That’s what web development is – making lots and lots of mistakes. Hopefully you’ll learn from them, but more importantly they won’t frustrate you. We all try to hide them, and we start to think we’re the only ones that make them. But we all make mistakes. It’s better to accept your mistakes as an important part of the development process. That’s how we learn, and learning is a wonderful thing.

I’ve also made several other mistakes while writing this, like forgetting to add wp_head() and wp_footer() where they belong. You’d think I’d know by now!

Back to the autocomplete…

Okay, so I’ve added my header.php and footer.php and we now have an autocomplete field that’s reading from the database. That’s available in commit d8e0cff.

I’ve added some new posts to my demo WordPress install, and you should too, to see them appear. Here’s what I see now, with the debugging stuff commented out:

Autocomplete in WordPress, 2019

WordPress autocomplete (without AJAX) – Conclusion

The original post was about AJAX autocomplete in WordPress, but we’re not there yet. I want to continue the theme of making small, clear steps, but I’ll leave that for the next post. There’s a lot of little steps to go.

I’ll also cover questions and ideas from the comments of the original post.

For now, if you want to autocomplete without AJAX, you can download the complete sample theme code here: WordPress Autocomplete without AJAX.

What did you think of this? Is there anything I could do better? Let me know in the comments!

Comments 5

  1. Hi David,

    Nice tutorial so far, I was wondering about: http://leaverou.github.io/awesomplete/

    It is lightning fast since no ajax is needed and everything is populated in the data-list, but in terms of using it for WordPress, I noticed it only searches post titles, it doesn’t search actual post content.

    Do you see this as limiting and not thorough? In some cases, this is all you need, but if you want more advanced search I don’t think awesomeplete would be ideal, but I just discovered this so will look deeper. Thanks.

    1. Post
      Author

      Hi Lukasz

      Thanks for your comment – and yes, you’re correct, this is a little limiting, only searching post titles. But it’s not Awesomplete that’s doing that, it’s the code I wrote for the tutorial, just to keep it simple.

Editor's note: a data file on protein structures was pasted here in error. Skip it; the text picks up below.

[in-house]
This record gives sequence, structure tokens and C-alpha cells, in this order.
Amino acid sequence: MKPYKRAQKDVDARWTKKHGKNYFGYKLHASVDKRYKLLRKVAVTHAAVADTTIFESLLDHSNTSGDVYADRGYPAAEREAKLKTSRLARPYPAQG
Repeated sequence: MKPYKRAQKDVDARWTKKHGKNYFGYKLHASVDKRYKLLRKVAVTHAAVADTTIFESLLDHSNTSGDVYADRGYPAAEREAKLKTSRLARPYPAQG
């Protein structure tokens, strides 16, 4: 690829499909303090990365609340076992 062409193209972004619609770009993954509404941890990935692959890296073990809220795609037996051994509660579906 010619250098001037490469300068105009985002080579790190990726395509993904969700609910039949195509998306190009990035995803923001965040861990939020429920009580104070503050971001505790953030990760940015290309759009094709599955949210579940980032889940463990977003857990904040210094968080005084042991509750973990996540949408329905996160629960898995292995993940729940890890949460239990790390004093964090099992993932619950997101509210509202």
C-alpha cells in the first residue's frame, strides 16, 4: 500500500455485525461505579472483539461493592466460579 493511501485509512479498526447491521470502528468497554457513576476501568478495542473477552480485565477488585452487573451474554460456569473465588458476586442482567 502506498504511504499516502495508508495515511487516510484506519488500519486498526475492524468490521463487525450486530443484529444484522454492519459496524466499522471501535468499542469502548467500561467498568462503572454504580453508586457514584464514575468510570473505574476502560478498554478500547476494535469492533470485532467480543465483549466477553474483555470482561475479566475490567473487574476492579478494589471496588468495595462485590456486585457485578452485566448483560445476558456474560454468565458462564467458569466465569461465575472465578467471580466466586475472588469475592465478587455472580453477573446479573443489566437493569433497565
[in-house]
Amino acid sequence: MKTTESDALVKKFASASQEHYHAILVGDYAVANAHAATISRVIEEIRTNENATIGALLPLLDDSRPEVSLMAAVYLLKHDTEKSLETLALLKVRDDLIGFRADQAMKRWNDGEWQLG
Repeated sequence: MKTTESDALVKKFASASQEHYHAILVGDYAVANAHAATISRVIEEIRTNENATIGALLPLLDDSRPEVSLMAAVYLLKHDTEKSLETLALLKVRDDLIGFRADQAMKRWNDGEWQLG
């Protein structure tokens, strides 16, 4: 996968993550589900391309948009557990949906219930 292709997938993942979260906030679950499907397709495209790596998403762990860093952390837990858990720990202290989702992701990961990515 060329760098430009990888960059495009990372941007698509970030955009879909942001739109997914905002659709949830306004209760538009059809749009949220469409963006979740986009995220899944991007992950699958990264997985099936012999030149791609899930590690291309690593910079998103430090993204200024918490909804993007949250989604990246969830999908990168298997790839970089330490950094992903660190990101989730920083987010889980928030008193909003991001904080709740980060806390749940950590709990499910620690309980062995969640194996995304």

If we wanted to search the post content, we’d need to use AJAX. I’ve had a “Part 2” in the works for quite a while, but got distracted by work and other side projects.

      The post is based on plain javascript, without any libraries. Would you like to see that, or should I use jQuery? That library isn’t needed so much any more, but I think lots of people are more comfortable with jQuery. What do you think?

  2. Yes, that would be great if you did a tutorial with AJAX since I can’t find any that integrates with WordPress.

    You pose a good question about jQuery vs Native JS, I think it’s still in the transition period between abandoning jQuery and going native. Gutenberg is pushing the use of native JS, bootstrap is planning to abandon using jQuery and use native as well. However, when it comes to WordPress users, including myself, we are very ingrained with using jQuery and more comfortable with it. If you did the tutorial with jQuery then I’m sure more advanced user can easily translate it to native if they want.

    Saying that I’m okay which ever path you take!

    I just wanted to add, did you ever think of using WP REST API instead?

    1. Post
      Author

      Thanks Lukasz. I’ve written about half the post using native JS, so I think I’ll just finish that. Then I can always do a jQuery post if people want it.

      With the WP REST API, I’ve been vaguely aware of it but never really used it. I’ll have a deeper look into it. It might be easier to use that than having to write database queries and converting the results to JSON.

  3. Pingback: Autocomplete with AJAX in WordPress: 2019 - David Nash